The ethics of cloning and creating embryonic stem cells as a source of tissue for transplantation: time to change the law in Australia

Aust N Z J Med. 2000 Aug;30(4):492-8. doi: 10.1111/j.1445-5994.2000.tb02057.x.


Every day, people die because there are insufficient tissues available for transplantation. The development of cloning and embryonic stem (ES) cell line technologies offers real hope for developing better sources of tissues for transplantation. Moreover, these new technologies may mean that damaged tissue (for example, after a stroke or heart attack) can be replaced with normal functioning tissue rather than scar tissue. Research into 'therapeutic cloning' and the development of ES cell lines is illegal in several States in Australia. It is time to review that legislation in order to allow destructive embryo research. My argument is that at least research should be allowed on spare embryos from assisted reproduction; that it is only one moral view (of several plausible ones) of the status of the embryo which precludes producing embryos for research; that this view is mistaken and so it is morally permissible to produce embryos for research into therapeutic cloning.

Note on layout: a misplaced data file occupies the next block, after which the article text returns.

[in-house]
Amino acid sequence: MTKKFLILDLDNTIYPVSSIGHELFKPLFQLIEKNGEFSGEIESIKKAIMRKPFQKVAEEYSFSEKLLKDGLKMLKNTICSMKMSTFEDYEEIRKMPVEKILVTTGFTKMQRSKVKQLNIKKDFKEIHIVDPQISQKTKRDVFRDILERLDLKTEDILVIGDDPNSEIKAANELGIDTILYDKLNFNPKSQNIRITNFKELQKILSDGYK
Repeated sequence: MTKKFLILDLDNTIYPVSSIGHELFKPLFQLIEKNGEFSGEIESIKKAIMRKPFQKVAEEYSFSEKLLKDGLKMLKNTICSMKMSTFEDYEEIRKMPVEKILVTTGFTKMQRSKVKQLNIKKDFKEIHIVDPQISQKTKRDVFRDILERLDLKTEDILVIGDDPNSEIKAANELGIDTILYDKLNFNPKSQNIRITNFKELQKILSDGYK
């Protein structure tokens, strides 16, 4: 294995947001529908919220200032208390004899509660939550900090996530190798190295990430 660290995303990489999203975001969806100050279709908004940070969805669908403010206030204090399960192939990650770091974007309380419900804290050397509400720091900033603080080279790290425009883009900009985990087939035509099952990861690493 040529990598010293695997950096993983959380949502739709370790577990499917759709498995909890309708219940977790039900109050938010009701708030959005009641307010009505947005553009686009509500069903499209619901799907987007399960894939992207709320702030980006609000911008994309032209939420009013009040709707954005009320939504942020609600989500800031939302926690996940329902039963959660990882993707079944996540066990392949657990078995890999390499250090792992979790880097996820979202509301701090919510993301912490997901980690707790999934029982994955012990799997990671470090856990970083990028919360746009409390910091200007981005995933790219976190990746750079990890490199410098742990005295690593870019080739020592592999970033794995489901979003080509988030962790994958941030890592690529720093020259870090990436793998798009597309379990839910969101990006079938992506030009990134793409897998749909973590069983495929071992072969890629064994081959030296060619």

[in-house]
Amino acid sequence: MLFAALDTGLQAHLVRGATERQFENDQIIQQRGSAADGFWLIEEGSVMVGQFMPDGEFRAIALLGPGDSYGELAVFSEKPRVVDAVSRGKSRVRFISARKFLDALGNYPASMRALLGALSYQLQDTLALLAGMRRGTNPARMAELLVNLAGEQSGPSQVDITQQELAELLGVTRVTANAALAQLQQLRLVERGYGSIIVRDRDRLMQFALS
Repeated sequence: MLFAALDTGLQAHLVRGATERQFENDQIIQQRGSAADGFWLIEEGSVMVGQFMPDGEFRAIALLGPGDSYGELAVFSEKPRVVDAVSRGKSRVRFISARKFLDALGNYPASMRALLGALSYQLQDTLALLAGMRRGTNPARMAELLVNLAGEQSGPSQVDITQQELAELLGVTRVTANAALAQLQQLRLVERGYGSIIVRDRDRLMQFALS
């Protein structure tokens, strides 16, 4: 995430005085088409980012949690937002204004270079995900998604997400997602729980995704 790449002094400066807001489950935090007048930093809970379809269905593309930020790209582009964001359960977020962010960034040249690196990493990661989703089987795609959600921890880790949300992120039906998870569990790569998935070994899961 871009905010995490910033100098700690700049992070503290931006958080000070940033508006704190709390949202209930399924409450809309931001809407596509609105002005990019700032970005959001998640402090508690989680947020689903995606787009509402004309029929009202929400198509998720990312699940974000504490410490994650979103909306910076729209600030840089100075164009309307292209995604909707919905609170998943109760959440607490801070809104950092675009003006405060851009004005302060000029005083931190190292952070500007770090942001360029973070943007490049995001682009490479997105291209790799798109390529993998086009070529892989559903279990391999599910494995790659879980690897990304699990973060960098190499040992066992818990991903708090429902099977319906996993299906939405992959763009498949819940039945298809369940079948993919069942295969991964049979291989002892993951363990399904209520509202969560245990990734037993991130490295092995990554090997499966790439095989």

MeSH terms

  • Australia
  • Cloning, Organism* / legislation & jurisprudence
  • Embryo, Mammalian
  • Ethics, Medical*
  • Humans
  • Stem Cells*
  • Tissue Transplantation* / legislation & jurisprudence